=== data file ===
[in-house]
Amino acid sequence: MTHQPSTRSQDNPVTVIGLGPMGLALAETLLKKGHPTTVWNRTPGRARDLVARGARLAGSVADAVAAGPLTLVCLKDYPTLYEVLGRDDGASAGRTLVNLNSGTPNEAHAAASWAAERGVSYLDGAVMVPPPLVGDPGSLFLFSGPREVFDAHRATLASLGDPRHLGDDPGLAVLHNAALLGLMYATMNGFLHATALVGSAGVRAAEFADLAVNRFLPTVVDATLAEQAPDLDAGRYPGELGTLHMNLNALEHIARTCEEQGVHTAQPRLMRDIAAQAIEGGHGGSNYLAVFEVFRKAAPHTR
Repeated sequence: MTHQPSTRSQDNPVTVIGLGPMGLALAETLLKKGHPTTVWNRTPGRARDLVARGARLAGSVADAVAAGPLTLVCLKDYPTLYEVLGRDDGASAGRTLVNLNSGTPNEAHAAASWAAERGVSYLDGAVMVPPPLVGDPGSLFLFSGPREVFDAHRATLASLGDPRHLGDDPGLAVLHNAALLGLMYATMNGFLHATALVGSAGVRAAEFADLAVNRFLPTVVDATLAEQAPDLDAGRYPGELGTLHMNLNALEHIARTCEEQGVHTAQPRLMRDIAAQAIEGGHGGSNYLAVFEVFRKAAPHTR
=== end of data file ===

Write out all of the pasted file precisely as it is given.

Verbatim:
[in-house]
Amino acid sequence: MTHQPSTRSQDNPVTVIGLGPMGLALAETLLKKGHPTTVWNRTPGRARDLVARGARLAGSVADAVAAGPLTLVCLKDYPTLYEVLGRDDGASAGRTLVNLNSGTPNEAHAAASWAAERGVSYLDGAVMVPPPLVGDPGSLFLFSGPREVFDAHRATLASLGDPRHLGDDPGLAVLHNAALLGLMYATMNGFLHATALVGSAGVRAAEFADLAVNRFLPTVVDATLAEQAPDLDAGRYPGELGTLHMNLNALEHIARTCEEQGVHTAQPRLMRDIAAQAIEGGHGGSNYLAVFEVFRKAAPHTR
Repeated sequence: MTHQPSTRSQDNPVTVIGLGPMGLALAETLLKKGHPTTVWNRTPGRARDLVARGARLAGSVADAVAAGPLTLVCLKDYPTLYEVLGRDDGASAGRTLVNLNSGTPNEAHAAASWAAERGVSYLDGAVMVPPPLVGDPGSLFLFSGPREVFDAHRATLASLGDPRHLGDDPGLAVLHNAALLGLMYATMNGFLHATALVGSAGVRAAEFADLAVNRFLPTVVDATLAEQAPDLDAGRYPGELGTLHMNLNALEHIARTCEEQGVHTAQPRLMRDIAAQAIEGGHGGSNYLAVFEVFRKAAPHTR